All national governments should be abolished and replaced by one central government.

It would be better to be a citizen of the world than of any particular country.

My quality of life would improve if more imported goods were available.

Immigration should be controlled by an international organization rather than by each country independently.

Where a good is produced does not affect my decision to purchase that item.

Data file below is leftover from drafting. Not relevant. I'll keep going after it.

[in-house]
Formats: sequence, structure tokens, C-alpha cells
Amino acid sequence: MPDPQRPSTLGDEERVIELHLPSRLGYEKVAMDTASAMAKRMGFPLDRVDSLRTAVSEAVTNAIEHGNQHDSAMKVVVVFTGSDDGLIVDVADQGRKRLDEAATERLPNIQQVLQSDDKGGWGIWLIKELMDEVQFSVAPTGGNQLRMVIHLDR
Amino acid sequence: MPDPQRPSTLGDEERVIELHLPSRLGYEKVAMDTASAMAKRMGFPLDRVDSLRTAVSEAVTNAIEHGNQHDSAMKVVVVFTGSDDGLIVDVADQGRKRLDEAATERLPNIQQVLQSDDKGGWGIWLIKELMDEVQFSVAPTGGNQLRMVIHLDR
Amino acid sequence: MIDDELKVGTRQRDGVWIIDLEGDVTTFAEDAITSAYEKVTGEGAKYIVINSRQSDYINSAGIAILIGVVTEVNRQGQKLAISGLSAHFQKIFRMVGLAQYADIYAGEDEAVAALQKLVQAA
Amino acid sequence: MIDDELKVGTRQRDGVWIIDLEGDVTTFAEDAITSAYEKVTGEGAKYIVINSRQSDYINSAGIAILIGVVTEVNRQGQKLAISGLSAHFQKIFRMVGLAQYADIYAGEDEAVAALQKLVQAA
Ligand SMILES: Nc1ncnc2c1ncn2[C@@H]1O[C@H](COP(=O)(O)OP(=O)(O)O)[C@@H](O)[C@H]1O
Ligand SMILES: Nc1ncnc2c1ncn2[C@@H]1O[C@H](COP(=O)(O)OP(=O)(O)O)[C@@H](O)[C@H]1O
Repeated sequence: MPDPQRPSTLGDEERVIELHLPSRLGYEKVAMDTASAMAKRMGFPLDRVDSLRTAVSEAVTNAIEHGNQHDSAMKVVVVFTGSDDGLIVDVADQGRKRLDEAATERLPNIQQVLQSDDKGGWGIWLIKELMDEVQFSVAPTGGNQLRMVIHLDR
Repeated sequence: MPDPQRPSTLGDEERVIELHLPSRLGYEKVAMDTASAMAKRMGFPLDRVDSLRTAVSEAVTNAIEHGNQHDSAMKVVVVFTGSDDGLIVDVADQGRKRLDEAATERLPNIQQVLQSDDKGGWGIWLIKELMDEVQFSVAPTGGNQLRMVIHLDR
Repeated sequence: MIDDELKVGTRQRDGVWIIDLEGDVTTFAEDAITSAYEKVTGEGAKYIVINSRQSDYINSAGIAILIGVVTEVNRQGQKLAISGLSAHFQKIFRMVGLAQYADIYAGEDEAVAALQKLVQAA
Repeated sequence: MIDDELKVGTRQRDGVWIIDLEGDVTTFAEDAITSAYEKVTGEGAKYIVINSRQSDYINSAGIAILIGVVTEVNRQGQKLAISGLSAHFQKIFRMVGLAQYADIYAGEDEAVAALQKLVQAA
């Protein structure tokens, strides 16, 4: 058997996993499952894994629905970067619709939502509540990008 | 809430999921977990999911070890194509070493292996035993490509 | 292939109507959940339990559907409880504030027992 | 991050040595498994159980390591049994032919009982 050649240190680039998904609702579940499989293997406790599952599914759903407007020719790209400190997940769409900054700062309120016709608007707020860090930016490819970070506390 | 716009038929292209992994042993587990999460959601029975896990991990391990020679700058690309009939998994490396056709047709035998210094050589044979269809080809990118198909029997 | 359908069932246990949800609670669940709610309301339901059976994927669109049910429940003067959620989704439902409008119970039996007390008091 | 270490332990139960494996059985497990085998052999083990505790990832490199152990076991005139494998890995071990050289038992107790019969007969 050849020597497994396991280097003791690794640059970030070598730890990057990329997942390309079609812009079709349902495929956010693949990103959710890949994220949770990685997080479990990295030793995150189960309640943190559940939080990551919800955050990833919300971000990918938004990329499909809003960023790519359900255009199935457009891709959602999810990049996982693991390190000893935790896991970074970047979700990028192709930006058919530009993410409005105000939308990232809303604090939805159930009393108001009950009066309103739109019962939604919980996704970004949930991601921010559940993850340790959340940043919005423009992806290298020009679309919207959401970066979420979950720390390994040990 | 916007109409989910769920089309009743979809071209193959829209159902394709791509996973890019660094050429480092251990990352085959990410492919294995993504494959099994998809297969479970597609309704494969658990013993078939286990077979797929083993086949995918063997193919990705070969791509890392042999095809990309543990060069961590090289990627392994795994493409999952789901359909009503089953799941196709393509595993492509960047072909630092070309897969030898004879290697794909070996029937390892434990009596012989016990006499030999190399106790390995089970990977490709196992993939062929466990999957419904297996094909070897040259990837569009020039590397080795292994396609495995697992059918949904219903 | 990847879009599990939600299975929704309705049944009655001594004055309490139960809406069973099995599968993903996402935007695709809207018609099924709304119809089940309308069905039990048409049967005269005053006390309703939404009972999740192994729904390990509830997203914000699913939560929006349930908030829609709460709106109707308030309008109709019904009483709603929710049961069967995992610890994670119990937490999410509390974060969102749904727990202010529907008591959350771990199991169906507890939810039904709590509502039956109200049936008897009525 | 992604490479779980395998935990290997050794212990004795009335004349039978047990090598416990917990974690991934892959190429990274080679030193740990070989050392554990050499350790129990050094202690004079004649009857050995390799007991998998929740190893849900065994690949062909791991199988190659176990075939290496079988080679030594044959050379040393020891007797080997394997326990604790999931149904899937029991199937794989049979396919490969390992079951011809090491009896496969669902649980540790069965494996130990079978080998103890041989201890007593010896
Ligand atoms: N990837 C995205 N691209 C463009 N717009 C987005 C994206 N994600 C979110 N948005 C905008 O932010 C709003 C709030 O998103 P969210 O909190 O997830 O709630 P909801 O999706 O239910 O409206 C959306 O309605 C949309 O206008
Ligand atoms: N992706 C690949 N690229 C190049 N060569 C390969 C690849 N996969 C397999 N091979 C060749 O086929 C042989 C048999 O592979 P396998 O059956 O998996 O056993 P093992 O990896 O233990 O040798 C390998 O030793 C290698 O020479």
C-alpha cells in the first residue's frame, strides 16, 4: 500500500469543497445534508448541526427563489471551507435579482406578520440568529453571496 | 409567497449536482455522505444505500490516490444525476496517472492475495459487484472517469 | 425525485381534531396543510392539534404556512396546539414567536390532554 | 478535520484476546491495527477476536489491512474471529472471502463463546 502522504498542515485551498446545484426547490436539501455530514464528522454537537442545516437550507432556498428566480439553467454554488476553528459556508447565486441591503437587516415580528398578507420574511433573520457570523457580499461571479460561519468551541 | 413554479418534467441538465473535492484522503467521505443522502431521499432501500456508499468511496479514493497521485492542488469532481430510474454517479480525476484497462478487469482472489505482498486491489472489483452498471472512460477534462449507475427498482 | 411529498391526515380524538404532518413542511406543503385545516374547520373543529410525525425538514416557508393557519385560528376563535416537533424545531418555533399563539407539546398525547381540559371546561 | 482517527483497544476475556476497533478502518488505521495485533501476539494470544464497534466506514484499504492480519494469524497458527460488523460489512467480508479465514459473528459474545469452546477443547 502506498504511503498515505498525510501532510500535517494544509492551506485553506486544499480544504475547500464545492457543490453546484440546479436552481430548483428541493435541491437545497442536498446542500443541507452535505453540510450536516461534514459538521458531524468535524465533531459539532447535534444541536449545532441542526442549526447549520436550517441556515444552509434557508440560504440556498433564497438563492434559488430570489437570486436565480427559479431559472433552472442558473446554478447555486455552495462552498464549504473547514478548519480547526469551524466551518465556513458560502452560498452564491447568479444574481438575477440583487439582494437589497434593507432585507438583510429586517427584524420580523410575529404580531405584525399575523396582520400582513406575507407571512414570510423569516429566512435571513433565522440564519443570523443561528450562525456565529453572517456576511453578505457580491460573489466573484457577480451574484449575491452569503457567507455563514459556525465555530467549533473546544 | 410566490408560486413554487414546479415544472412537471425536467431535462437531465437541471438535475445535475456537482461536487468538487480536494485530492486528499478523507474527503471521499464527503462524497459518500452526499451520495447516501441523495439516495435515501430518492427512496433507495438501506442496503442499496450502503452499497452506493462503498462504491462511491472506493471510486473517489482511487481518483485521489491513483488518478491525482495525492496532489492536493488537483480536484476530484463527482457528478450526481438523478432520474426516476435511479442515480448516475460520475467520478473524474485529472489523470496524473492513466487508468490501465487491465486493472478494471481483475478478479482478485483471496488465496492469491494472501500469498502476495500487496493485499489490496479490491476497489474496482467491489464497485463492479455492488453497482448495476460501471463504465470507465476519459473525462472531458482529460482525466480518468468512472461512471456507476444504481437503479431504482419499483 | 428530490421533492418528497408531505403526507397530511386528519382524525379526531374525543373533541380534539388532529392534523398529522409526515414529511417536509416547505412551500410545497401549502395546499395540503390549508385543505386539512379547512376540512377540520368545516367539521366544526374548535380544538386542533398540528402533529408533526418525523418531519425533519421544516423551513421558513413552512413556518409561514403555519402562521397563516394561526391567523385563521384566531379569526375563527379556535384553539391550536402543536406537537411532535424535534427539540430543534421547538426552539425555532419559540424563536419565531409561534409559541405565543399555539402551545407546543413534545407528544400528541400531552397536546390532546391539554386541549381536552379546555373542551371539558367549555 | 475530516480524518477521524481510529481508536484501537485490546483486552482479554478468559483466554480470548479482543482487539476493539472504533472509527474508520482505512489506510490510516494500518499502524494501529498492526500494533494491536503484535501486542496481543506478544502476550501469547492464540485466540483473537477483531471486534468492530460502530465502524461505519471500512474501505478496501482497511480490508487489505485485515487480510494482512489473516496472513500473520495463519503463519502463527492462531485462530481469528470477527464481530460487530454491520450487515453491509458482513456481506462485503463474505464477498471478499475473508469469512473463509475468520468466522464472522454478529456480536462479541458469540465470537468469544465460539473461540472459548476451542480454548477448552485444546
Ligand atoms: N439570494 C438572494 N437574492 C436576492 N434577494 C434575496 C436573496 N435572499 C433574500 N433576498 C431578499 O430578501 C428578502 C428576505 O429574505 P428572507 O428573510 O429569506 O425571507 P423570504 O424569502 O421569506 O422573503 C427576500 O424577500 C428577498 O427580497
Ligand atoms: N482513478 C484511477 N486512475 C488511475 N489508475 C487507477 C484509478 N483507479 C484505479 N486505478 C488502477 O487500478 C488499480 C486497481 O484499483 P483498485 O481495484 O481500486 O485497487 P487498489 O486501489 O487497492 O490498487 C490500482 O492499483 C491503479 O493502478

Jordan should permit foreigners to immigrate here even if it lowers our standard of living.

Dogmatism (Bruninget al 1985)

I am not very insistent in an argument.

I do everything in my power in order not to have to admit defeat.

People find it difficult to convince me that I am wrong on a point no matter how hard they try.

I would get into a long discussion rather than admit that I am wrong.

When someone opposes me on an issue, I usually find myself taking an even stronger stand than I did at first.